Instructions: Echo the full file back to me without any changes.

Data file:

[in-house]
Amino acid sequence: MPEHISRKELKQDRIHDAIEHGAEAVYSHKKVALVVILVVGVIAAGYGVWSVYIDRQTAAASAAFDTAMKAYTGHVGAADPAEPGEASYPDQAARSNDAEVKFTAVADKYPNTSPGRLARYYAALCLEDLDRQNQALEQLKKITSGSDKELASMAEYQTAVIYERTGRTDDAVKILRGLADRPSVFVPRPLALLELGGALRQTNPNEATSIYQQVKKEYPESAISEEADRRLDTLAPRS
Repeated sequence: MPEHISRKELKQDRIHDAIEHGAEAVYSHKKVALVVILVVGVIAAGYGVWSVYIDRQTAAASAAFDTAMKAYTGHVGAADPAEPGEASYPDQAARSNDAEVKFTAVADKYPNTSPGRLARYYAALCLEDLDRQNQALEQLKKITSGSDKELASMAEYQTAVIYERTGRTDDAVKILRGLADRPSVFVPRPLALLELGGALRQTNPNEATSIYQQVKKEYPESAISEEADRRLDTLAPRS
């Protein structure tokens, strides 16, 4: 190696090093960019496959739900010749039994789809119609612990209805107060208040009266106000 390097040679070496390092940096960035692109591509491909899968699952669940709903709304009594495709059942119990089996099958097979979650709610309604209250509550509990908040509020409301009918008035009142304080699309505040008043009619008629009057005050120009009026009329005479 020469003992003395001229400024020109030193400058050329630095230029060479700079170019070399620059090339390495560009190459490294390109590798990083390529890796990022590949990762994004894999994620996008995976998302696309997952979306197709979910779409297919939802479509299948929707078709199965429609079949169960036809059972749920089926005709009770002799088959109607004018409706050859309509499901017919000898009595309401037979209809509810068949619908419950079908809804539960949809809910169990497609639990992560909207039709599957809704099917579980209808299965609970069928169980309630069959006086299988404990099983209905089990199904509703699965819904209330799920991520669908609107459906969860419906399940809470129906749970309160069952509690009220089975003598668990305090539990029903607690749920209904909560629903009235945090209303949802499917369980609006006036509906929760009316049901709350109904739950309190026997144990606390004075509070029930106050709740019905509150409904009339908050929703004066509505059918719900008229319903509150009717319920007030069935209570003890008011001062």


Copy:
[in-house]
Amino acid sequence: MPEHISRKELKQDRIHDAIEHGAEAVYSHKKVALVVILVVGVIAAGYGVWSVYIDRQTAAASAAFDTAMKAYTGHVGAADPAEPGEASYPDQAARSNDAEVKFTAVADKYPNTSPGRLARYYAALCLEDLDRQNQALEQLKKITSGSDKELASMAEYQTAVIYERTGRTDDAVKILRGLADRPSVFVPRPLALLELGGALRQTNPNEATSIYQQVKKEYPESAISEEADRRLDTLAPRS
Repeated sequence: MPEHISRKELKQDRIHDAIEHGAEAVYSHKKVALVVILVVGVIAAGYGVWSVYIDRQTAAASAAFDTAMKAYTGHVGAADPAEPGEASYPDQAARSNDAEVKFTAVADKYPNTSPGRLARYYAALCLEDLDRQNQALEQLKKITSGSDKELASMAEYQTAVIYERTGRTDDAVKILRGLADRPSVFVPRPLALLELGGALRQTNPNEATSIYQQVKKEYPESAISEEADRRLDTLAPRS
């Protein structure tokens, strides 16, 4: 190696090093960019496959739900010749039994789809119609612990209805107060208040009266106000 390097040679070496390092940096960035692109591509491909899968699952669940709903709304009594495709059942119990089996099958097979979650709610309604209250509550509990908040509020409301009918008035009142304080699309505040008043009619008629009057005050120009009026009329005479 020469003992003395001229400024020109030193400058050329630095230029060479700079170019070399620059090339390495560009190459490294390109590798990083390529890796990022590949990762994004894999994620996008995976998302696309997952979306197709979910779409297919939802479509299948929707078709199965429609079949169960036809059972749920089926005709009770002799088959109607004018409706050859309509499901017919000898009595309401037979209809509810068949619908419950079908809804539960949809809910169990497609639990992560909207039709599957809704099917579980209808299965609970069928169980309630069959006086299988404990099983209905089990199904509703699965819904209330799920991520669908609107459906969860419906399940809470129906749970309160069952509690009220089975003598668990305090539990029903607690749920209904909560629903009235945090209303949802499917369980609006006036509906929760009316049901709350109904739950309190026997144990606390004075509070029930106050709740019905509150409904009339908050929703004066509505059918719900008229319903509150009717319920007030069935209570003890008011001062």